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Economy

DDMI granted right to withhold some diamonds from Dominion


An Alberta judge has given Rio Tinto subsidiary DDMI the right to temporarily hold back some diamonds belonging to Dominion Diamond Mines.

DDMI owns 60 percent of the NWT’s Diavik diamond mine while Dominion owns 40 percent. The companies are in court because Dominion can’t currently pay its share of Diavik’s operating costs.

Dominion says it has run out of money because it can’t sell diamonds during the Covid-19 pandemic. The company has been in creditor protection since April.

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Creditor protection means Dominion can pause many of its financial obligations while it finds a buyer, acquires new investment, or restructures.

Dominion and DDMI operate Diavik as a joint venture. The agreement is that DDMI pays all the costs, then Dominion makes regular payments to cover its share.

But Dominion hasn’t been able to make those payments since April 22 and is now in no position to resume paying.

By July, Dominion – which also owns and operates the Ekati mine, where work is suspended owing to Covid-19 – will owe DDMI around $60 million as a result.

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As a result, DDMI went to court asking for permission to hold back the 40-percent share of diamonds from Diavik ordinarily due to Dominion. DDMI said those diamonds would act as additional security and, when Dominion makes up the missed payments, the diamonds will be handed over.

Dominion, by contrast, argued the existing agreement governing how Diavik is managed already gives DDMI first right to all of the mine’s assets in these circumstances, and that should be security enough.

On Friday, Court of Queen’s Bench Justice Kristine Eidsvik said Dominion’s share of diamonds from April should be delivered to the company as normal, but ruled the May diamond delivery could be held back by DDMI.

Dominion’s share of Diavik’s May production will now be kept at a diamond sorting facility in Yellowknife. DDMI will not be allowed to sell any of those diamonds.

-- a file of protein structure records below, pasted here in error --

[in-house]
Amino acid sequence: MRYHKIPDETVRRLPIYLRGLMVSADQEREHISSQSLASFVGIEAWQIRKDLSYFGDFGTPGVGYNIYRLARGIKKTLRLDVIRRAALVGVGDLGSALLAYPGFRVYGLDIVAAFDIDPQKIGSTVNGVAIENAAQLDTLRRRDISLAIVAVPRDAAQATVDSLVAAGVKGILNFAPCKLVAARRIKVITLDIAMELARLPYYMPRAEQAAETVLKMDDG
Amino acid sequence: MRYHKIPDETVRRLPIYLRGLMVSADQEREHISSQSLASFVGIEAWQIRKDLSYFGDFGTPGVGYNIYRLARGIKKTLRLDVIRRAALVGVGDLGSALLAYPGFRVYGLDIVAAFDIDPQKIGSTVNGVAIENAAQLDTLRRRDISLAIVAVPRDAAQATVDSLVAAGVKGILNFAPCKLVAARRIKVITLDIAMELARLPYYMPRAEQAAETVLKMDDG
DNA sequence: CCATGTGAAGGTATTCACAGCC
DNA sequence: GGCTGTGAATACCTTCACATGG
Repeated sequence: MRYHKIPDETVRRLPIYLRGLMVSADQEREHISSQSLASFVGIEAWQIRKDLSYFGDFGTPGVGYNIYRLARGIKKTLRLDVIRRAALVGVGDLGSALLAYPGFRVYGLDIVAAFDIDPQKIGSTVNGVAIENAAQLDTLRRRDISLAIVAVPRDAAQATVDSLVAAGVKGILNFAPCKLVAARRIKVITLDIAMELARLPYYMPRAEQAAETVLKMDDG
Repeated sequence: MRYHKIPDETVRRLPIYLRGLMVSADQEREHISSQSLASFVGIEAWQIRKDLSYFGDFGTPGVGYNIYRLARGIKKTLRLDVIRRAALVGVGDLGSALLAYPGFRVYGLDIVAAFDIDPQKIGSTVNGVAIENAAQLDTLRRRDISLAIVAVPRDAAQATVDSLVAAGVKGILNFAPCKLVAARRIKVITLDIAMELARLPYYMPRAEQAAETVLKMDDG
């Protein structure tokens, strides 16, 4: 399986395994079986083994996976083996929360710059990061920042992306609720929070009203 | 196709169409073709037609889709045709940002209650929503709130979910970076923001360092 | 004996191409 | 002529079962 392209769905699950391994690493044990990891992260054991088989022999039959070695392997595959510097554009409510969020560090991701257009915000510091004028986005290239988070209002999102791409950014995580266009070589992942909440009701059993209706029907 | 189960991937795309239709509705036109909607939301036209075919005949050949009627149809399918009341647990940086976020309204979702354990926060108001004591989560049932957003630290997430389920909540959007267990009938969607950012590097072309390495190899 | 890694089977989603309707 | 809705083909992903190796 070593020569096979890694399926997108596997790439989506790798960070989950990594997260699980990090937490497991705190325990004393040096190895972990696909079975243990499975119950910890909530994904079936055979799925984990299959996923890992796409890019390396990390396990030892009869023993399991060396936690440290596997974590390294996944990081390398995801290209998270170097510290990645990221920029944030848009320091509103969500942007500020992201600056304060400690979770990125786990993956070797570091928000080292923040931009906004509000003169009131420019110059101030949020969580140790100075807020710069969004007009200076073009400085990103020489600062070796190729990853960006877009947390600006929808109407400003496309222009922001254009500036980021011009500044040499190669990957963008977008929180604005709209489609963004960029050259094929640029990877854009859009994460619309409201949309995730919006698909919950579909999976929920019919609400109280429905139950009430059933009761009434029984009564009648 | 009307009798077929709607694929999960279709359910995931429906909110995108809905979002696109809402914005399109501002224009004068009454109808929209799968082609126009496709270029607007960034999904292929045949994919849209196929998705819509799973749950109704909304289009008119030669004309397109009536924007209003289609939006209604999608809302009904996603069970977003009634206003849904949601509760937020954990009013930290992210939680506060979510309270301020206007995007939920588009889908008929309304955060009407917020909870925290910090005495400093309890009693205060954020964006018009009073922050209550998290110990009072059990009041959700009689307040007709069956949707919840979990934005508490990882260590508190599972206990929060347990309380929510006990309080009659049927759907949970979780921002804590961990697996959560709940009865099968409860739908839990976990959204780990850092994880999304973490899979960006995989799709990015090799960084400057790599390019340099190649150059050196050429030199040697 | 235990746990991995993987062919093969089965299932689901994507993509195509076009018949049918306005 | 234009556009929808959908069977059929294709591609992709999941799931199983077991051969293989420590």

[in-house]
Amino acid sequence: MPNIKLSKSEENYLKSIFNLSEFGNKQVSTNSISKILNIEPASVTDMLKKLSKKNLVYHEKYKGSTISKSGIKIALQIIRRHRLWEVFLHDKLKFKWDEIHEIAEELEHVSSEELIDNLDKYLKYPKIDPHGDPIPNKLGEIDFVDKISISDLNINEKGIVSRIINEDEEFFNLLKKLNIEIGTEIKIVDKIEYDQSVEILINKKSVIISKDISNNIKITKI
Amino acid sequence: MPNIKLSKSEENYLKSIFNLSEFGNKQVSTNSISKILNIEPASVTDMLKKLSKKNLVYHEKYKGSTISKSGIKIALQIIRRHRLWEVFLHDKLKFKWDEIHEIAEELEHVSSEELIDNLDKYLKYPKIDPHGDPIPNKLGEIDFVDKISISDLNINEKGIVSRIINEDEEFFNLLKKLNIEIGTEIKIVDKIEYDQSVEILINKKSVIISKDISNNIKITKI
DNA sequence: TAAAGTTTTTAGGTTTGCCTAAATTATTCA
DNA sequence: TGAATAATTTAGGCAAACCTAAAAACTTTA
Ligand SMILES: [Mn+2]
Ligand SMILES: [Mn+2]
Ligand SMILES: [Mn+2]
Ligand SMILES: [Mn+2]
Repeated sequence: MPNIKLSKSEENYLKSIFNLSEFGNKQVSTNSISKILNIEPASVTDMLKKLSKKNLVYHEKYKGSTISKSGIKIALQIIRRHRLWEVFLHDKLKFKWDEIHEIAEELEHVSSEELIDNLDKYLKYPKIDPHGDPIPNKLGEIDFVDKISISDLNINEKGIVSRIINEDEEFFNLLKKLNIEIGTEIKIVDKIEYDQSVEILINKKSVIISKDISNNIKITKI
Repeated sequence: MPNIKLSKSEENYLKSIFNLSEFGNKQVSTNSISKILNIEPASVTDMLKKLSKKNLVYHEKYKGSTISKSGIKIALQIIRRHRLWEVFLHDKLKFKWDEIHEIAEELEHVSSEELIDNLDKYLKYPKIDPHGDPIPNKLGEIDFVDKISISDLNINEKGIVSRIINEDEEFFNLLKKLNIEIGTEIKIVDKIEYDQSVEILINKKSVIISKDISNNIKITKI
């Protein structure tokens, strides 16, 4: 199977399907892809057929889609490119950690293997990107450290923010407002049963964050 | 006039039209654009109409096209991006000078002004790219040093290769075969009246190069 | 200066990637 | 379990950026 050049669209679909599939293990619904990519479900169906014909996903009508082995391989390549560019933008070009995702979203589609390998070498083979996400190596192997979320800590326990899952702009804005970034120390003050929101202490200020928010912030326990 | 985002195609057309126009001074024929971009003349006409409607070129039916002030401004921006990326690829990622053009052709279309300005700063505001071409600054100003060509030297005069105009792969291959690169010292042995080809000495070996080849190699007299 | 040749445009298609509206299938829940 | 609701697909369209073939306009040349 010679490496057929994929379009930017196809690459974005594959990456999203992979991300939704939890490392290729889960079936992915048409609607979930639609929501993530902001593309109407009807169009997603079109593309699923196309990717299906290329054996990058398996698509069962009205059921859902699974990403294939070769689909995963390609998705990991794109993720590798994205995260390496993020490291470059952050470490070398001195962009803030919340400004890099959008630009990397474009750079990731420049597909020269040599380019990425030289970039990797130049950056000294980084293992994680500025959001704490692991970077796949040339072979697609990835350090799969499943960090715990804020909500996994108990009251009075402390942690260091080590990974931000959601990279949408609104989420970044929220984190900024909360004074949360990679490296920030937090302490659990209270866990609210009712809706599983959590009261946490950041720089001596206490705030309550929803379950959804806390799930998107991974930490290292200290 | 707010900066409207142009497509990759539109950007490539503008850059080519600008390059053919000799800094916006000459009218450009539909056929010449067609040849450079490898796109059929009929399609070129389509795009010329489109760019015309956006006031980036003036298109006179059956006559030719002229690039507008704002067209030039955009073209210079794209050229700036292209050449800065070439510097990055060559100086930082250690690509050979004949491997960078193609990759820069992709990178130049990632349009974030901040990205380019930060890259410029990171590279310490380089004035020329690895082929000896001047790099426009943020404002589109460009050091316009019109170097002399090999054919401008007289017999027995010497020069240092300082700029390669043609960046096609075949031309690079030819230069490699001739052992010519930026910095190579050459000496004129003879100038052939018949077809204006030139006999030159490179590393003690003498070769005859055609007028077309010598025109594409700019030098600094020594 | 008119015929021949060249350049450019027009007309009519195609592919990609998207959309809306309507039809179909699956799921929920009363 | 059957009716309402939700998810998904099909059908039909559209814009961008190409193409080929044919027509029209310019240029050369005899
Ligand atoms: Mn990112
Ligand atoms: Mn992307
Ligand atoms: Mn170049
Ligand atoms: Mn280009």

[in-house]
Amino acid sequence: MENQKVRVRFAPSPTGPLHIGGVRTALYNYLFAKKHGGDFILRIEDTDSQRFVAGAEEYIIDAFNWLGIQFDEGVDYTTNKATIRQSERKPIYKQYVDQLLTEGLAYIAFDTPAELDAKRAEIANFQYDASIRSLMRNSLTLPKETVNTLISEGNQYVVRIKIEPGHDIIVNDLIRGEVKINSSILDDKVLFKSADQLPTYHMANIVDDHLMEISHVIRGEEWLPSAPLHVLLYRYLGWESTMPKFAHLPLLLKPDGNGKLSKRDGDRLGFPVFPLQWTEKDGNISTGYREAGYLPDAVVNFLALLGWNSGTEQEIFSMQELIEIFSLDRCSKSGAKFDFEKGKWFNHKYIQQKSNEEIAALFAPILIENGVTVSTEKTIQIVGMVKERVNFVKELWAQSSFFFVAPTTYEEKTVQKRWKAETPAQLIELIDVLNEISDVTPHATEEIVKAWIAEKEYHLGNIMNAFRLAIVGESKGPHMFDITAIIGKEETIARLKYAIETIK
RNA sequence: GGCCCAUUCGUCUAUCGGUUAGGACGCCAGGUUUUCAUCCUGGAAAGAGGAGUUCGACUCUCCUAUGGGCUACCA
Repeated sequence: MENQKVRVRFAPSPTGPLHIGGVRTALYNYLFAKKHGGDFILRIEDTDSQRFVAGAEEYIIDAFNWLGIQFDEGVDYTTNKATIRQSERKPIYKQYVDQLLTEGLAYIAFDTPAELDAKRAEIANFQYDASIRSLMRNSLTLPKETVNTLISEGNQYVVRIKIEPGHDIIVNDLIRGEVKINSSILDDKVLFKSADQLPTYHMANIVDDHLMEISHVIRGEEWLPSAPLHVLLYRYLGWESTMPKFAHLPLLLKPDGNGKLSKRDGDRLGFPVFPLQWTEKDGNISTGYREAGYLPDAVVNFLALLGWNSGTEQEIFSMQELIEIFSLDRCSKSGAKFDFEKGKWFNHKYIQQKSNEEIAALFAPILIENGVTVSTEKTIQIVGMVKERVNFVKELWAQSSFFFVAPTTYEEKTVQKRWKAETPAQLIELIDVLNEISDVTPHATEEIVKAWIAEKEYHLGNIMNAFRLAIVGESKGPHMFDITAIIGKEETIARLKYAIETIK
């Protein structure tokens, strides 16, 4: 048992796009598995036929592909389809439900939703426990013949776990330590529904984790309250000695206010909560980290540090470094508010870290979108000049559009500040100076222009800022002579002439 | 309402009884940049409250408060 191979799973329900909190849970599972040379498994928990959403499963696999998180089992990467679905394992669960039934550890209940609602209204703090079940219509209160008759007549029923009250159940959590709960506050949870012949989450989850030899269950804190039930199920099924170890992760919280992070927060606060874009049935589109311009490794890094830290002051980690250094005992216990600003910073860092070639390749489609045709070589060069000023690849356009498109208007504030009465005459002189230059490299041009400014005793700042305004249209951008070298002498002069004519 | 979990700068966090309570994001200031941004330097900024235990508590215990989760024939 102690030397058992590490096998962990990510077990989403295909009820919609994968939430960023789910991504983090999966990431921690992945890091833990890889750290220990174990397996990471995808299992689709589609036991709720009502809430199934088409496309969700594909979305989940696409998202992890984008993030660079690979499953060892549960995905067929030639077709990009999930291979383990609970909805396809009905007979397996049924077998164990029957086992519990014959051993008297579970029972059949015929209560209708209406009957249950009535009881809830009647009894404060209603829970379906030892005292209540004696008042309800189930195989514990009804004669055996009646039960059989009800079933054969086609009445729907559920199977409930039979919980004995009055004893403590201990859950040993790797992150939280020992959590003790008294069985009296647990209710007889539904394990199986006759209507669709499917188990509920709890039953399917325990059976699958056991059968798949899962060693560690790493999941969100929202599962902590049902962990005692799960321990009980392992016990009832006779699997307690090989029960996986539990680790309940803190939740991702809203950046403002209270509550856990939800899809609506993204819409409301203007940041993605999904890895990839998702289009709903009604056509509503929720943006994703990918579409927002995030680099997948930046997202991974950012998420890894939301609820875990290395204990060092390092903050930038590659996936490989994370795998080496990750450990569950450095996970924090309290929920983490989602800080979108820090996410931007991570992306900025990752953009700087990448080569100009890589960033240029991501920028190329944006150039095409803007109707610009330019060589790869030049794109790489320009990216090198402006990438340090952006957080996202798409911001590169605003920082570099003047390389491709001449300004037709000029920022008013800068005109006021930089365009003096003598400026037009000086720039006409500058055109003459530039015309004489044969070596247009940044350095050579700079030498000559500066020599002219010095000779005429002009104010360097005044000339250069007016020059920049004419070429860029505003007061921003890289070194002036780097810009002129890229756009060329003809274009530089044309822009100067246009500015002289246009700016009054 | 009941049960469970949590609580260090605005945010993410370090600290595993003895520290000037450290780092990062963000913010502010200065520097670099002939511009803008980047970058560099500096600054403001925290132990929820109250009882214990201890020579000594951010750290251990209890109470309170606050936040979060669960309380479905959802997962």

The order is temporary. Justice Eidsvik said the order would be revisited if (most likely, when) Dominion applies to extend its time in creditor protection, which currently expires on June 1.

Eidsvik agreed with DDMI that as Dominion said it can’t currently sell diamonds – the pandemic is preventing its movement of diamonds from Canada to facilities in India, while diamond trading floors in Belgium are closed – then withholding diamonds should make no difference for the time being.

Differing Covid-19 approaches

Meanwhile, we could know more about Dominion’s future – and any potential new owner, investor, or lender – as soon as next week.

In court documents, the independent monitor appointed to oversee Dominion’s insolvency protection process says “it is likely that an application may be filed as early as the week ending May 22, 2020 to approve an interim financing facility and a sales and investment solicitation process.”

The monitor continues: “At that time, the identity of the interim lender selected by [Dominion] will be known, along with additional details about the timing and likely path of [the creditor protection] proceedings.”

Dominion’s interim chief executive has repeatedly sought to assure staff at the Ekati mine that the company is not going bankrupt. Hundreds of staff have been sent home since the mine was shut down in March over fears about the pandemic and its health effects at remote work sites.

Diavik, however, has remained operational.

The views of DDMI and Dominion on the wisdom of diamond mines staying open appear to sharply differ, despite their partnership in operating Diavik.

In court documents earlier this month, DDMI finance manager Thomas Croese said Dominion had kept DDMI in the dark about its plan to go into creditor protection. He claimed Dominion’s plans could ultimately “have the effect of closing the Diavik mine” – as well as Ekati – unless the court intervened.

Croese said in an affidavit that shutting down Ekati had deprived Dominion’s workers, and their communities, of important economic benefits. He said Dominion’s approach to creditor protection showed “no regard for the welfare and vulnerability” of NWT employees, contractors, and communities.

Dominion maintains putting Ekati into care-and-maintenance mode was the safe thing to do.

“As the spread of Covid-19 subsides and diamond markets reopen, Dominion plans to resume mining operations at Ekati and safely recall its furloughed workers,” the company told Cabin Radio in April.

“Furloughed employees will continue to receive the benefits they have been provided while they are not working. Our commitments to employees and local communities remain a top priority for Dominion,” that statement continued.

“We expect in the coming months to reach an agreement on a comprehensive plan that will reduce our long-term debt and best position the company financially and operationally for long-term success when global economic and industry conditions improve.”

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